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The Best Interest » Money is Fungible

Money is Fungible

Money is entirely fungible. Despite my earlier misconceptions, this idea has nothing to do with fungus.

Instead, fungibility is a synonym for replaceability, or the capability being used in place of another. While a crispy, fresh $100 bill might feel better than an old, wrinkly $100 bill, they can be used precisely the same. They are fungible with one another.

Many money mistakes occur when people don’t understand monetary fungibility. Let’s fix that today.

A Penny Saved…Is Less Cool Than A Penny Earned

Much more ink gets spilled on earning and investing than on simple saving and budgeting.

I’m guilty of that here on The Best Interest. I love writing about investing. But budgeting? Eh. I have a few articles, but it takes a back seat to investing.

Yet Ben Franklin understood fungibility when he wrote, “A penny saved is a penny earned.” If you can save $100 per month via a budget, that’s equivalent to a 10% annual return on $12000. It’s not as cool as investing, but the fungibility of money doesn’t care about coolness.

A dollar is a dollar. The invested dollar might feel cooler, but it has the same buying power as the uncool saved dollar.

Gift Cards – Not Ideal

This next lesson is going to sound crass: giving a gift card is the same as saying, “here’s a cash gift, except I’m actively taking away your fungibility.”

Again, I’m guilty of this. I’ve given gift cards. I completely understand the sentiment. “I know you like [insert hobby, store, restaurant, etc. here], but I don’t know precisely what you’d buy from there. So here’s a gift card.”

But gift cards steal choice. They steal the fungibility of money. A cash gift can be used to buy anything in the world. A GolfWorld gift card cannot.

My two cents: just buy your loved ones an actual item, and include a gift receipt.

Dividend Bros

I’ve taken down dividend bros before on The Best Interest. Their arguments are varied. One of the dumber pro-dividend arguments is that dividends provide a level of liquidity that non-dividend-paying stocks cannot provide.

This argument is, in short, made in ignorance of fungibility. Dividends are fungible with stock ownership (exclusive of taxes). The same income provided by dividends could be created by selling a portion of the stock itself. Stocks are fungible, cash is fungible, and thanks to the efficiency of the market, stocks and cash are fungible with one another.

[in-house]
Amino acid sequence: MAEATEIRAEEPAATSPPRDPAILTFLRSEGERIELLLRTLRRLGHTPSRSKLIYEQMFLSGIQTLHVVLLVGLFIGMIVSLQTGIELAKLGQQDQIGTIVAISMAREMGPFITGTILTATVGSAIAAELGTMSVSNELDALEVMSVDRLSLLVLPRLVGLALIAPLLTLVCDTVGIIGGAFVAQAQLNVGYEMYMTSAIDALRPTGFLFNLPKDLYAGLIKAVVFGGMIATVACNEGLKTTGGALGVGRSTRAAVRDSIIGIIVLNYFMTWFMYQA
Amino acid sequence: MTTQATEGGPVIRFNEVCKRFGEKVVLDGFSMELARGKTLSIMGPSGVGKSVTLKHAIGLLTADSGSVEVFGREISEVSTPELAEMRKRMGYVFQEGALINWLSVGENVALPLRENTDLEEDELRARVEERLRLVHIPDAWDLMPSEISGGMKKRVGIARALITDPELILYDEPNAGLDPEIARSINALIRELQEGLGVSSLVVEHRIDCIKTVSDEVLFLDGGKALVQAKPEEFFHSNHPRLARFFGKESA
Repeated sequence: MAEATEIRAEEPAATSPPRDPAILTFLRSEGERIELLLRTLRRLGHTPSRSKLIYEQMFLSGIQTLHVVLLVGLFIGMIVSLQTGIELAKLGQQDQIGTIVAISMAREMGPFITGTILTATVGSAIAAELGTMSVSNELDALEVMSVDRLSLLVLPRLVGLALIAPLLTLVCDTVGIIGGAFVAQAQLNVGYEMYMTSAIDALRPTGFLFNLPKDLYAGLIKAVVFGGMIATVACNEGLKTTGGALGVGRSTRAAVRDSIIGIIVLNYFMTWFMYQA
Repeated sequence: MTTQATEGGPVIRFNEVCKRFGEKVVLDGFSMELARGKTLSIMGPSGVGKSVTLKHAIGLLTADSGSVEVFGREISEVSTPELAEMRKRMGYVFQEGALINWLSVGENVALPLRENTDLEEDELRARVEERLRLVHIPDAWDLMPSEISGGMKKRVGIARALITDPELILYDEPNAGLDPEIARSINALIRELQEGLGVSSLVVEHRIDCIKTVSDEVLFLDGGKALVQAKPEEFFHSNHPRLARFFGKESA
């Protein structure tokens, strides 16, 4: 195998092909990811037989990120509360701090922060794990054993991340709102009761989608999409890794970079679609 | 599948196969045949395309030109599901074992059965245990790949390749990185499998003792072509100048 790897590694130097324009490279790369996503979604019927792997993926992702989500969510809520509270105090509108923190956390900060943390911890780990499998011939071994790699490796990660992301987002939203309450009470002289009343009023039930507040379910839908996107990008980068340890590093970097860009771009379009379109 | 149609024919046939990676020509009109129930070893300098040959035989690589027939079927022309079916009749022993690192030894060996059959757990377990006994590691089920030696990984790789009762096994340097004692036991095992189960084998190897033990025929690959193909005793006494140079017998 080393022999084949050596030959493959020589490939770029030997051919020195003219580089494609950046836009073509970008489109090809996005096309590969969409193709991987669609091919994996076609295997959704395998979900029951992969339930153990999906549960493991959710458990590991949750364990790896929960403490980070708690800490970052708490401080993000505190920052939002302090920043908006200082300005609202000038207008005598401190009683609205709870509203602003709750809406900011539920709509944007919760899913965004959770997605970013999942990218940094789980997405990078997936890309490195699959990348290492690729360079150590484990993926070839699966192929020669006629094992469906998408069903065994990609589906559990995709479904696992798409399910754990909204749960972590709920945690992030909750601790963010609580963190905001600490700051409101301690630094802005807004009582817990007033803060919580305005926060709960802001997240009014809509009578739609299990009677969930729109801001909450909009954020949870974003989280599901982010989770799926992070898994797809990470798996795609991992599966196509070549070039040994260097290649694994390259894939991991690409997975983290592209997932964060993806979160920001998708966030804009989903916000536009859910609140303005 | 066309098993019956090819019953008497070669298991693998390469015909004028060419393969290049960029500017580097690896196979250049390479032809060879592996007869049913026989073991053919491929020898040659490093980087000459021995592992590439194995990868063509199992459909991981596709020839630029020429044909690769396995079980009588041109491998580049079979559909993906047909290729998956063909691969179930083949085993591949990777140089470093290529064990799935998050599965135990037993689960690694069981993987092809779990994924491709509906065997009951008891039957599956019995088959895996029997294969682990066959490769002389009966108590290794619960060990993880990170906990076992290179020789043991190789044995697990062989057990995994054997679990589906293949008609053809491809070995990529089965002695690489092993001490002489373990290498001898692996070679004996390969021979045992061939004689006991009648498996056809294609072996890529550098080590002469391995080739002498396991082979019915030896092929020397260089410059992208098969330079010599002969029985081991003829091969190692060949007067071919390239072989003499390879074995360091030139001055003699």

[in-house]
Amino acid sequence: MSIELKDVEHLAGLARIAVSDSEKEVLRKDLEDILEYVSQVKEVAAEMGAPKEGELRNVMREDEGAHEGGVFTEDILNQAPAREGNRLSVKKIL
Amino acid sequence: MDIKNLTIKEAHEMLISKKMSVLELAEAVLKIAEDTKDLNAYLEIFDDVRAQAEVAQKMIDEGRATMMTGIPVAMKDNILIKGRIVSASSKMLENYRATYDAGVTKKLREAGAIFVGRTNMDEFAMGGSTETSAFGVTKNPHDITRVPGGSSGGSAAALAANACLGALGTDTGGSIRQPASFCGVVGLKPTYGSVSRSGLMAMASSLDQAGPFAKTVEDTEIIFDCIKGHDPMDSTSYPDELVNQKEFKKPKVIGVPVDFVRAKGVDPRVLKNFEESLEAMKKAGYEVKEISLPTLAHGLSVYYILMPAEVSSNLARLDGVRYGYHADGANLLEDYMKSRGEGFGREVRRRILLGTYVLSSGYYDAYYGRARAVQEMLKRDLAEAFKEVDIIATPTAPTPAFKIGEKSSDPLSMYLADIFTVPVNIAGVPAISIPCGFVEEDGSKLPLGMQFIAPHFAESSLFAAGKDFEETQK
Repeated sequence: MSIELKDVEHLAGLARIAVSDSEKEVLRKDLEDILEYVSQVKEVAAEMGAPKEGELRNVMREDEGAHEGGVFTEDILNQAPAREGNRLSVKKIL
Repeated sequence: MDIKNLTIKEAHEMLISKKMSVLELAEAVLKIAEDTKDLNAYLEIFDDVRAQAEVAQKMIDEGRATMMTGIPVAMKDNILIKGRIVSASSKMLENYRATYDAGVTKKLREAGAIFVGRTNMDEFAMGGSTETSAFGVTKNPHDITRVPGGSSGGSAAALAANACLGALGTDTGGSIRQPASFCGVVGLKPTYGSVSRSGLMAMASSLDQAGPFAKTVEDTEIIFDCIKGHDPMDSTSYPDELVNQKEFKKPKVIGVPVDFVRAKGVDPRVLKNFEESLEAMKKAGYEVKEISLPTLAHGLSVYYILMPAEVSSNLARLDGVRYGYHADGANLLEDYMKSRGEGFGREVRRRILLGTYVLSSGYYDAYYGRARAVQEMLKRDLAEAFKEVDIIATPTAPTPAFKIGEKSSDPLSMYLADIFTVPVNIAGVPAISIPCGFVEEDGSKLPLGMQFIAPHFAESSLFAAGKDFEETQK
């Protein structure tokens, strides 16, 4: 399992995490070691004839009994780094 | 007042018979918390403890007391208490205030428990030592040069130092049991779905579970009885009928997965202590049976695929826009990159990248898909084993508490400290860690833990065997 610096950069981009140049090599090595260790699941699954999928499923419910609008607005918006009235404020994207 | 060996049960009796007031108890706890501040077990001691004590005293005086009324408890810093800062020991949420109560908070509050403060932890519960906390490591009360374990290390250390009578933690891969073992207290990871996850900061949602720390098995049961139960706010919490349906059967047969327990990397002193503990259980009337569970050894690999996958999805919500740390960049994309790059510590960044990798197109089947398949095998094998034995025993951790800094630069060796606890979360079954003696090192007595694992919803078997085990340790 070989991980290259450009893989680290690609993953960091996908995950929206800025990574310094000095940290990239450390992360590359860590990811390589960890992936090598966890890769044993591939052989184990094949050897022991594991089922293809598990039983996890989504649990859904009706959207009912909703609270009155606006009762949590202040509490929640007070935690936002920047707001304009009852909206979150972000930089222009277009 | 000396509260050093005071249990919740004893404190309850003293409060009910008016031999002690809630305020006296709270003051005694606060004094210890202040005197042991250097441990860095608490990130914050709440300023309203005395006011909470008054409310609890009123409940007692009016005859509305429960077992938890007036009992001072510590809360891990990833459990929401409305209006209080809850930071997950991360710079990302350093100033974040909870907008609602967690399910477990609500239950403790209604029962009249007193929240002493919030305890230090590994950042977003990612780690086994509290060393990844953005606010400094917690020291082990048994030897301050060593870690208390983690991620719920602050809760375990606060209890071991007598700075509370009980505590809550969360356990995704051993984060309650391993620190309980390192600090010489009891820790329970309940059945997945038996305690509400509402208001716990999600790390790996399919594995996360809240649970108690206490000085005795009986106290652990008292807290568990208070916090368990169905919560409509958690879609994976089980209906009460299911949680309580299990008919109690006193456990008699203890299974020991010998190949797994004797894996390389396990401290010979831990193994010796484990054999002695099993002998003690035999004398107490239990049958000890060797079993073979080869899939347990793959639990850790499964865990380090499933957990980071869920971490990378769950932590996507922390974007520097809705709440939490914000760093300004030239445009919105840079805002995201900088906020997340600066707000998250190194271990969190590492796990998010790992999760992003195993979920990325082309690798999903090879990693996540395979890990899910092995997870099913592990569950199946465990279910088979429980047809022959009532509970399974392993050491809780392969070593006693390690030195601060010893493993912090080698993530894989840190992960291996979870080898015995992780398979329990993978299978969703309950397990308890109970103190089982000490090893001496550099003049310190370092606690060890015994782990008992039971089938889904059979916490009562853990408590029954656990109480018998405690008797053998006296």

(In fact, once taxes are considered, dividend payments are almost always worse than simply selling stock.)

“Buy Yourself Something Nice”

When Grandma gives you $20 to “buy yourself something nice,” she’s missing a lesson in fungibility.

In reality, Grandma’s $20 gets comingled with all the other available dollars to you, and any future $20 purchase is drawn from those comingled dollars. Grandma’s contribution only paid a small role in that purchase. Sorry, Ethel!

All the other purchases you make in the future – good, bad, or ugly – will use Grandma’s contribution too.

The same idea applies in other arenas:

  • Charities use a percentage of donations for their own administration. Every charitable dollar is comingled and then drawn against. Nobody’s contribution goes 100% to the charitable cause.
  • Many citizens use government assistance to purchase necessities (e.g. buying food with food stamps) and then use cash to purchase other items. That food stamp money is partially fungible. Food dollars can be replaced by food stamps, though food stamps cannot be sold for real dollars. If someone receives $200 in food stamp aid, they can spend $200 real dollars elsewhere. In short, a percentage of every real dollar spent is subsidized by the food stamp dollars.
  • When you find a $100 bill sitting in the parking lot and decide to test your luck with Lottery tickets. Hey, it wasn’t your money in the first place, right? Again, money is fungible and this line of thinking misses an important lesson.


A sudden windfall gives you an unexpected $50,000. What do you do with the money?

A common idea is to splurge on something nice – say, with 10-20% of the windfall – then save the rest. I’m on board with this idea from a psychological perspective. But this splurge does not jive with the concept of fungibility.

Because if you wouldn’t spend your own hard-earned dollars on a $5,000 – $10,000 splurge, you shouldn’t spend windfall money in that way either. These dollars are all fungible. Windfall money should be treated exactly the same as the other money in your life.

Now, perhaps you were already slowly saving for such a splurge. You were already setting aside hard-earned dollars for the splurge. The windfall simply accelerates your timeline. That makes sense.

What doesn’t make sense is for someone to say,

“I would never spend my own money this way, but I’m fine spending a windfall this way…”

Money is fungible. It is spent fungibly. It should be thought of fungibly.

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